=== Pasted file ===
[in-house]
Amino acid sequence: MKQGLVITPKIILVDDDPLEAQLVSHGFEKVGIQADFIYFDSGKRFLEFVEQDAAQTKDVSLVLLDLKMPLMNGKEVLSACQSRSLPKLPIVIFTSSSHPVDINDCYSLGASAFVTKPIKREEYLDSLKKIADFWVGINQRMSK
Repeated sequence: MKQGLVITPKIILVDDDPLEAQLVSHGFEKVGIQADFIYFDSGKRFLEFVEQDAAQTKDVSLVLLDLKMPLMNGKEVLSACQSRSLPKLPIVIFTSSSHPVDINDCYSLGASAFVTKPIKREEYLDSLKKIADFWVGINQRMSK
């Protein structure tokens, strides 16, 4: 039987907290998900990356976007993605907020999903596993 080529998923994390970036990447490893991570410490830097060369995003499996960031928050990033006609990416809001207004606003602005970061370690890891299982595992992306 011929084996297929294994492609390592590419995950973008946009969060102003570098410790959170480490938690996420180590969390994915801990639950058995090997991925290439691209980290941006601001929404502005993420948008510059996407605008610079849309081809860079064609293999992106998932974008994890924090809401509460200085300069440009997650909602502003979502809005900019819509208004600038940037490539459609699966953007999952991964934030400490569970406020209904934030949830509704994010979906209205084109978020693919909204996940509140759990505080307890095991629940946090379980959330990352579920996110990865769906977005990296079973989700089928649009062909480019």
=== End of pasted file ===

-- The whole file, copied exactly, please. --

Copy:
[in-house]
Amino acid sequence: MKQGLVITPKIILVDDDPLEAQLVSHGFEKVGIQADFIYFDSGKRFLEFVEQDAAQTKDVSLVLLDLKMPLMNGKEVLSACQSRSLPKLPIVIFTSSSHPVDINDCYSLGASAFVTKPIKREEYLDSLKKIADFWVGINQRMSK
Repeated sequence: MKQGLVITPKIILVDDDPLEAQLVSHGFEKVGIQADFIYFDSGKRFLEFVEQDAAQTKDVSLVLLDLKMPLMNGKEVLSACQSRSLPKLPIVIFTSSSHPVDINDCYSLGASAFVTKPIKREEYLDSLKKIADFWVGINQRMSK
């Protein structure tokens, strides 16, 4: 039987907290998900990356976007993605907020999903596993 080529998923994390970036990447490893991570410490830097060369995003499996960031928050990033006609990416809001207004606003602005970061370690890891299982595992992306 011929084996297929294994492609390592590419995950973008946009969060102003570098410790959170480490938690996420180590969390994915801990639950058995090997991925290439691209980290941006601001929404502005993420948008510059996407605008610079849309081809860079064609293999992106998932974008994890924090809401509460200085300069440009997650909602502003979502809005900019819509208004600038940037490539459609699966953007999952991964934030400490569970406020209904934030949830509704994010979906209205084109978020693919909204996940509140759990505080307890095991629940946090379980959330990352579920996110990865769906977005990296079973989700089928649009062909480019």